Results 1  10
of
740
Biological sequence analysis: probabilistic models of proteins and nucleic acids
, 1998
"... ..."
(Show Context)
The beta reputation system
 In Proceedings of the 15th Bled Conference on Electronic Commerce
, 2002
"... Reputation systems can be used to foster good behaviour and to encourage adherence to contracts in ecommerce. Several reputation systems have been deployed in practical applications or proposed in the literature. This paper describes a new system called the beta reputation system which is based on ..."
Abstract

Cited by 347 (18 self)
 Add to MetaCart
(Show Context)
Reputation systems can be used to foster good behaviour and to encourage adherence to contracts in ecommerce. Several reputation systems have been deployed in practical applications or proposed in the literature. This paper describes a new system called the beta reputation system which is based on using beta probability density functions to combine feedback and derive reputation ratings. The advantage of the beta reputation system is flexibility and simplicity as well as its foundation on the theory of statistics. 1
Experiences with an Interactive Museum TourGuide Robot
, 1998
"... This article describes the software architecture of an autonomous, interactive tourguide robot. It presents a modular and distributed software architecture, which integrates localization, mapping, collision avoidance, planning, and various modules concerned with user interaction and Webbased telep ..."
Abstract

Cited by 328 (72 self)
 Add to MetaCart
This article describes the software architecture of an autonomous, interactive tourguide robot. It presents a modular and distributed software architecture, which integrates localization, mapping, collision avoidance, planning, and various modules concerned with user interaction and Webbased telepresence. At its heart, the software approach relies on probabilistic computation, online learning, and anytime algorithms. It enables robots to operate safely, reliably, and at high speeds in highly dynamic environments, and does not require any modifications of the environment to aid the robot's operation. Special emphasis is placed on the design of interactive capabilities that appeal to people's intuition. The interface provides new means for humanrobot interaction with crowds of people in public places, and it also provides people all around the world with the ability to establish a "virtual telepresence" using the Web. To illustrate our approach, results are reported obtained in mid...
Theoretical and Empirical properties of Dynamic Conditional Correlation Multivariate GARCH
, 2001
"... In this paper, we develop the theoretical and empirical properties of a new class of multivariate GARCH models capable of estimating large timevarying covariance matrices, Dynamic Conditional Correlation Multivariate GARCH. We show that the problem of multivariate conditional variance estimation ca ..."
Abstract

Cited by 211 (11 self)
 Add to MetaCart
In this paper, we develop the theoretical and empirical properties of a new class of multivariate GARCH models capable of estimating large timevarying covariance matrices, Dynamic Conditional Correlation Multivariate GARCH. We show that the problem of multivariate conditional variance estimation can be simplified by estimating univariate GARCH models for each asset, and then, using transformed residuals resulting from the first stage, estimating a conditional correlation estimator. The standard errors for the first stage parameters remain consistent, and only the standard errors for the correlation parameters need be modified. We use the model to estimate the conditional covariance of up to 100 assets using S&P 500 Sector Indices and Dow Jones Industrial Average stocks, and conduct specification tests of the estimator using an industry standard benchmark for volatility models. This new estimator demonstrates very strong performance especially considering ease of implementation of the estimator.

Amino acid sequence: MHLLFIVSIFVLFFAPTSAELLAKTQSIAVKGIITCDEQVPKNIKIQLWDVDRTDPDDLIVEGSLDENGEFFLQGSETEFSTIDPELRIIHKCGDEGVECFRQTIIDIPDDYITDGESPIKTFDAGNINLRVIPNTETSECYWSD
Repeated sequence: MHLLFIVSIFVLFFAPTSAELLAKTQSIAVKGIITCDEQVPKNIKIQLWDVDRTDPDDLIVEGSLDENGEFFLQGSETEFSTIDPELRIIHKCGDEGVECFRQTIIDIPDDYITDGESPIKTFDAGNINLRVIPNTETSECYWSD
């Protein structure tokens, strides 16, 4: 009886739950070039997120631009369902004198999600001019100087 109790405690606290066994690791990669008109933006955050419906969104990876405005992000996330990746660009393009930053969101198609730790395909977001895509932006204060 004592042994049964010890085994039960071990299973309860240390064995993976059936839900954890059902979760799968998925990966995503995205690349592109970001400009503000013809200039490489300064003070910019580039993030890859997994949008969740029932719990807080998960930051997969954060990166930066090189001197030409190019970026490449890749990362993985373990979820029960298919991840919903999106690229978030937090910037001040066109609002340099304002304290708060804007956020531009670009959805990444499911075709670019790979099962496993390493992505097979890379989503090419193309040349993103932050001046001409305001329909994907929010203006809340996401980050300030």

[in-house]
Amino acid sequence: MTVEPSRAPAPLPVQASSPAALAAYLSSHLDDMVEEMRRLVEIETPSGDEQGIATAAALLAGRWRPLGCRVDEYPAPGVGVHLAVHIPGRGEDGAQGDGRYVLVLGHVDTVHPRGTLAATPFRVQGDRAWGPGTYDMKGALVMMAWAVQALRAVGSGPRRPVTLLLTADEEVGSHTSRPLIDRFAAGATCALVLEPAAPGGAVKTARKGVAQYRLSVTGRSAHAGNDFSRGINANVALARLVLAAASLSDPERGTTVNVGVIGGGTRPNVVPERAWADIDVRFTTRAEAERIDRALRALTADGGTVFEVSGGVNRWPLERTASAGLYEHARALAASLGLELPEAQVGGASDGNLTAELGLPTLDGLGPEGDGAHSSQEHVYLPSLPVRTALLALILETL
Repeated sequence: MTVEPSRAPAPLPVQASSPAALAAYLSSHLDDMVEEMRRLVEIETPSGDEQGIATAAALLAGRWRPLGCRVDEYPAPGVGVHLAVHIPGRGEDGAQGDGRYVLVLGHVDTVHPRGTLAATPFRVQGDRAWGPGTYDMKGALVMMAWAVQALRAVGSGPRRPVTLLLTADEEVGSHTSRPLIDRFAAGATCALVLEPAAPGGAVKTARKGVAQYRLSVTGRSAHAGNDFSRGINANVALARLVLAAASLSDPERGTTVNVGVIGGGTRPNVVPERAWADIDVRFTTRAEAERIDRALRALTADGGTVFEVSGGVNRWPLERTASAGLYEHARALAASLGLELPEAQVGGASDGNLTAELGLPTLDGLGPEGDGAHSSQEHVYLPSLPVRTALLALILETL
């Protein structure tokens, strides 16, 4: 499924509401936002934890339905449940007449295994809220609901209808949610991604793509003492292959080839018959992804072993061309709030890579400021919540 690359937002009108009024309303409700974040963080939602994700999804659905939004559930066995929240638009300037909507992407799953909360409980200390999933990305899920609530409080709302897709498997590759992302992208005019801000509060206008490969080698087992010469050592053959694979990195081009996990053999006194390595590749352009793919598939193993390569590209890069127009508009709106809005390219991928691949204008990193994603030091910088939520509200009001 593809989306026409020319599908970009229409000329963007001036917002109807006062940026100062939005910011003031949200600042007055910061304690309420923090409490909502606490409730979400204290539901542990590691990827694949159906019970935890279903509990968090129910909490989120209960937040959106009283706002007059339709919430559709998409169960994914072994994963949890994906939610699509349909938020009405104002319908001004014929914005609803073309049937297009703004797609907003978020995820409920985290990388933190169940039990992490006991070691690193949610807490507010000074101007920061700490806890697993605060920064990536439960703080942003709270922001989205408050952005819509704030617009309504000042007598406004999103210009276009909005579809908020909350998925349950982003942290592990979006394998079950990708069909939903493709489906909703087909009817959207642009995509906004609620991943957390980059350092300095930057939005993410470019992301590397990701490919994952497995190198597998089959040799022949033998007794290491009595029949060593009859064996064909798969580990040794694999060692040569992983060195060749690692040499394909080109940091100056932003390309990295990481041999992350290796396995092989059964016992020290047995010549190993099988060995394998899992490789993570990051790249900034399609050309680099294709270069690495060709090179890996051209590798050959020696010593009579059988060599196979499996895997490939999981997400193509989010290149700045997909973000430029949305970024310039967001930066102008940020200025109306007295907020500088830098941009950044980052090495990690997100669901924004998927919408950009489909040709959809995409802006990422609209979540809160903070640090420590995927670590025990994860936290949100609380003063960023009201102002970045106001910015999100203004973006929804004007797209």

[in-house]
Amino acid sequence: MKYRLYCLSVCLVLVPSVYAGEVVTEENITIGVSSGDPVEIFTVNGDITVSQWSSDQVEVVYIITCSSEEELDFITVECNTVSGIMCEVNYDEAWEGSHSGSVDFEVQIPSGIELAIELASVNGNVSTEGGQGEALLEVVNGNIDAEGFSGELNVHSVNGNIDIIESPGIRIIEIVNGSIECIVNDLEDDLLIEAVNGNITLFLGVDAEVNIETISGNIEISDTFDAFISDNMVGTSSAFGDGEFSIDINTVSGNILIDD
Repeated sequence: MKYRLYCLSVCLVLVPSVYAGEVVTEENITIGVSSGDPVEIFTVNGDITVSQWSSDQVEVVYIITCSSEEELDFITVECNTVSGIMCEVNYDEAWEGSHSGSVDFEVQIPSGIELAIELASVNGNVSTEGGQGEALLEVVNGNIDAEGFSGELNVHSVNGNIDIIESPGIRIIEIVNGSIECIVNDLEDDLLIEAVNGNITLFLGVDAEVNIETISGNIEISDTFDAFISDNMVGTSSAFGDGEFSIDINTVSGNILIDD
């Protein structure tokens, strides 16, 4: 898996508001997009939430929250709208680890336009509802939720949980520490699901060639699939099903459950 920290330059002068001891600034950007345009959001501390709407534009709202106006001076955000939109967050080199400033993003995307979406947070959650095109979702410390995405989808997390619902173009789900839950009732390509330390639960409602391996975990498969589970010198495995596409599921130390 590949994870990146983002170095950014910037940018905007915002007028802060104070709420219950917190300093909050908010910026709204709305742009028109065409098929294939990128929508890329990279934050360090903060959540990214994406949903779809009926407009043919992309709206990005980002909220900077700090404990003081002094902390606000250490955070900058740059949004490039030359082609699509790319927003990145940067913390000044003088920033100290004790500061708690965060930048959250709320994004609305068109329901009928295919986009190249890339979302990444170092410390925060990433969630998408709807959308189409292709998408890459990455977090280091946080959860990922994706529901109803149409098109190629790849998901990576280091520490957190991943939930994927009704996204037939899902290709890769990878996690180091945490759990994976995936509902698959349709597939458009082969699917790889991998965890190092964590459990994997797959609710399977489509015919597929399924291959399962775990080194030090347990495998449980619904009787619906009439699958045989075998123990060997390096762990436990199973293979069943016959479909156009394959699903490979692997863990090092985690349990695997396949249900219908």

Correcting sample selection bias by unlabeled data
"... We consider the scenario where training and test data are drawn from different distributions, commonly referred to as sample selection bias. Most algorithms for this setting try to first recover sampling distributions and then make appropriate corrections based on the distribution estimate. We prese ..."
Abstract

Cited by 204 (11 self)
 Add to MetaCart
We consider the scenario where training and test data are drawn from different distributions, commonly referred to as sample selection bias. Most algorithms for this setting try to first recover sampling distributions and then make appropriate corrections based on the distribution estimate. We present a nonparametric method which directly produces resampling weights without distribution estimation. Our method works by matching distributions between training and testing sets in feature space. Experimental results demonstrate that our method works well in practice.
A likelihood approach to estimating phylogeny from discrete morphological character data
 Systematic Biology
, 2001
"... Abstract.—Evolutionary biologists have adopted simple likelihoodmodels for purposes of estimating ancestral states and evaluating character independence on specied phylogenies; however, for purposes of estimating phylogenies by using discrete morphological data, maximum parsimony remains the only o ..."
Abstract

Cited by 146 (0 self)
 Add to MetaCart
Abstract.—Evolutionary biologists have adopted simple likelihoodmodels for purposes of estimating ancestral states and evaluating character independence on specied phylogenies; however, for purposes of estimating phylogenies by using discrete morphological data, maximum parsimony remains the only option. This paper explores the possibility of using standard, wellbehaved Markov models for estimating morphological phylogenies (including branch lengths) under the likelihood criterion. An importantmodication of standardMarkovmodels involvesmaking the likelihood conditional on characters being variable, because constant characters are absent in morphological data sets. Without this modication, branch lengths are often overestimated, resulting in potentially serious biases in tree topology selection. Several new avenues of research are opened by an explicitly modelbased approach to phylogenetic analysis of discrete morphological data, including combineddata likelihood analyses (morphologyC sequence data), likelihood ratio tests, and Bayesian analyses. [Discrete morphological character; Markov model; maximum likelihood; phylogeny.] The increased availability of nucleotide and protein sequences from a diversity of both organisms and genes has stimu